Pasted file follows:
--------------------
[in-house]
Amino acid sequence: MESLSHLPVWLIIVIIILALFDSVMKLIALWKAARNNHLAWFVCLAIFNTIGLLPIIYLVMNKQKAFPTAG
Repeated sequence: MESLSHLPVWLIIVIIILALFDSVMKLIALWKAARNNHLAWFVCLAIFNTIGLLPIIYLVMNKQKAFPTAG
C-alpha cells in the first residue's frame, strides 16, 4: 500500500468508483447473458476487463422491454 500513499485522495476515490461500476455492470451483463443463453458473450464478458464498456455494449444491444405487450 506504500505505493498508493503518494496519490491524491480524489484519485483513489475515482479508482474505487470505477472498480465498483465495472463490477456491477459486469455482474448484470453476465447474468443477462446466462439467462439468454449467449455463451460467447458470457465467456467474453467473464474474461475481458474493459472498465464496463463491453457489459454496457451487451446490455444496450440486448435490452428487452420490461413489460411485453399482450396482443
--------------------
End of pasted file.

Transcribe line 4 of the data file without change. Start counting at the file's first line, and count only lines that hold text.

C-alpha cells in the first residue's frame, strides 16, 4: 500500500468508483447473458476487463422491454 500513499485522495476515490461500476455492470451483463443463453458473450464478458464498456455494449444491444405487450 506504500505505493498508493503518494496519490491524491480524489484519485483513489475515482479508482474505487470505477472498480465498483465495472463490477456491477459486469455482474448484470453476465447474468443477462446466462439467462439468454449467449455463451460467447458470457465467456467474453467473464474474461475481458474493459472498465464496463463491453457489459454496457451487451446490455444496450440486448435490452428487452420490461413489460411485453399482450396482443